Solar atmospheric tides?

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  • #574816
    Nick James
    Participant

    I have a weather station in the garden which has been recording barometric pressure since 2010. For fun I have just folded the pressure recordings to 24 hours using 1/2 hour bins. Each bin is an average of around 45000 readings. The folded version shows a nice semi-diurnal period which I assume is the effect of Solar atmospheric tides. The peaks seem to be in an odd place though (10h and 22h UTC). I’d be interested if anyone else has tried this. It is easy to bin the data with a folding period of 24h. I need to write a script now to bin it phased with the Moon to see if I can pick up lunar tides.

    #583487
    wadingdemon
    Participant

    Nick

       A similar graph can be found in a short paper in Weather (2011), online at https://rmets.onlinelibrary.wiley.com/doi/full/10.1002/wea.857

    Graeme

    Graeme

    #583489
    Andrew Smith
    Participant

    Two things one the equation if time so that meridian crossing of the sun is not exactly at noon or midnight UTC and sea tides lag the moon position. Not sure what impact they have though.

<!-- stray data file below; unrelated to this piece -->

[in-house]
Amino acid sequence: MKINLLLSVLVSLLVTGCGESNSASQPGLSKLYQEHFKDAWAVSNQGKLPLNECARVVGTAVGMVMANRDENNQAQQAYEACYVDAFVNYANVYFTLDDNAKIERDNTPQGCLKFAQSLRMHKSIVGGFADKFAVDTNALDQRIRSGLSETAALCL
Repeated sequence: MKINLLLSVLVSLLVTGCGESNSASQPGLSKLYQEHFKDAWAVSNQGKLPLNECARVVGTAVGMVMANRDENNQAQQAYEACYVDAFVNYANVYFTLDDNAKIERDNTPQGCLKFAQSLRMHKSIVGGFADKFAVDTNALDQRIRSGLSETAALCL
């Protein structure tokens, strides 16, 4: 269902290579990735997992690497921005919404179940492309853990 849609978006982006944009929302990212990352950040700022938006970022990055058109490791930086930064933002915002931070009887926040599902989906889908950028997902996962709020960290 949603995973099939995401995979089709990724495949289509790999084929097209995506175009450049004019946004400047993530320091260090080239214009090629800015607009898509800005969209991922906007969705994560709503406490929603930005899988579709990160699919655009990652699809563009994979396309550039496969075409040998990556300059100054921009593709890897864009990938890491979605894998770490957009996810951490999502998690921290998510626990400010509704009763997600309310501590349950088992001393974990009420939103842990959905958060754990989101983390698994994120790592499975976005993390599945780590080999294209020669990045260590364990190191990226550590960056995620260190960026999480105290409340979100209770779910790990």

Regards  Andrew 

    #583490
    Peter Meadows
    Participant

    Nick,

    This http://www.met.reading.ac.uk/~williams/publications/10.1002_wea.1890.pdf will be of interest suggesting analysis during the year will also be useful.

    Peter

    #583491
    Nick James
    Participant

    Thanks for all the links and references. I hadn’t realised that the Solar atmospheric “tides” were actually thermal rather than gravitational unlike the lunar one which is definitely gravitational or that the solar tides lead to small (mm) deformations in the solid body of the earth. Yet another small cause of the increase in day length. Anyway, I have a big dataset and will write some code to do a proper analysis of this for the sun and moon and see what I can find.

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